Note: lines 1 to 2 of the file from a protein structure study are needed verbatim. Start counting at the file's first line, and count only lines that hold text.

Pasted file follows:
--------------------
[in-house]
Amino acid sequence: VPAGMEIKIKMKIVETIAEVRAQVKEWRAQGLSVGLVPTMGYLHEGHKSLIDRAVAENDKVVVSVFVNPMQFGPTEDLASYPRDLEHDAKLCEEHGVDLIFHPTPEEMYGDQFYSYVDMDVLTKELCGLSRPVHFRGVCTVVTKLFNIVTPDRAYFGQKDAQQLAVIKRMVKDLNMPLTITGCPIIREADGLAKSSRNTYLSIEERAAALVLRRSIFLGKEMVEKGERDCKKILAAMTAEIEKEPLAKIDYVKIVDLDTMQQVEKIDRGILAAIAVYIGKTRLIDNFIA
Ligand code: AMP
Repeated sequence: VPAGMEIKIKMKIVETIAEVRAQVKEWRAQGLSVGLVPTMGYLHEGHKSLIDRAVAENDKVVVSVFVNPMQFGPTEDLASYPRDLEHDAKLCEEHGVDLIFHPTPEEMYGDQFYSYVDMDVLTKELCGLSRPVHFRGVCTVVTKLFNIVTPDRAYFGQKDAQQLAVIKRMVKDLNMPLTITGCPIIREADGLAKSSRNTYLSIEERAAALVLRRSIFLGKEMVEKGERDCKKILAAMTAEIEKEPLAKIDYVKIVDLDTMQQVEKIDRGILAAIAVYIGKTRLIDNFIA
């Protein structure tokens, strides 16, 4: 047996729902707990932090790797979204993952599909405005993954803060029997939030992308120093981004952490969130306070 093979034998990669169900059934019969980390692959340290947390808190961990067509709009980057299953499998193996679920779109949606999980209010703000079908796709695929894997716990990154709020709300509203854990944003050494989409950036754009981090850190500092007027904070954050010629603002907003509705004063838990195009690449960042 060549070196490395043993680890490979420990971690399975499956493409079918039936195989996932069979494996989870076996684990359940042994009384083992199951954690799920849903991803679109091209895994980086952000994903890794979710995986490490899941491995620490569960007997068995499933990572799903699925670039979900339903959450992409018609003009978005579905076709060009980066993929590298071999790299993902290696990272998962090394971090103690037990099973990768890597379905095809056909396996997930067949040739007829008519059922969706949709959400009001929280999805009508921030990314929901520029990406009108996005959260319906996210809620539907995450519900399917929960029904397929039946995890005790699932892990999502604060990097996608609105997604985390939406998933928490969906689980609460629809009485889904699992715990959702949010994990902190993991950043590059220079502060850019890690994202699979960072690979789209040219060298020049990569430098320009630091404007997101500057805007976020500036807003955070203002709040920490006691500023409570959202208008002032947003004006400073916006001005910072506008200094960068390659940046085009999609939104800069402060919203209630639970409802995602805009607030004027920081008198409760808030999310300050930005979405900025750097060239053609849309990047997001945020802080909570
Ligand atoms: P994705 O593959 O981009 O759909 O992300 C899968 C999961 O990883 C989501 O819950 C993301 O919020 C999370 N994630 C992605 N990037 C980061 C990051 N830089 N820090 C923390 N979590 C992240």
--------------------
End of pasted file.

[in-house]
Amino acid sequence: VPAGMEIKIKMKIVETIAEVRAQVKEWRAQGLSVGLVPTMGYLHEGHKSLIDRAVAENDKVVVSVFVNPMQFGPTEDLASYPRDLEHDAKLCEEHGVDLIFHPTPEEMYGDQFYSYVDMDVLTKELCGLSRPVHFRGVCTVVTKLFNIVTPDRAYFGQKDAQQLAVIKRMVKDLNMPLTITGCPIIREADGLAKSSRNTYLSIEERAAALVLRRSIFLGKEMVEKGERDCKKILAAMTAEIEKEPLAKIDYVKIVDLDTMQQVEKIDRGILAAIAVYIGKTRLIDNFIA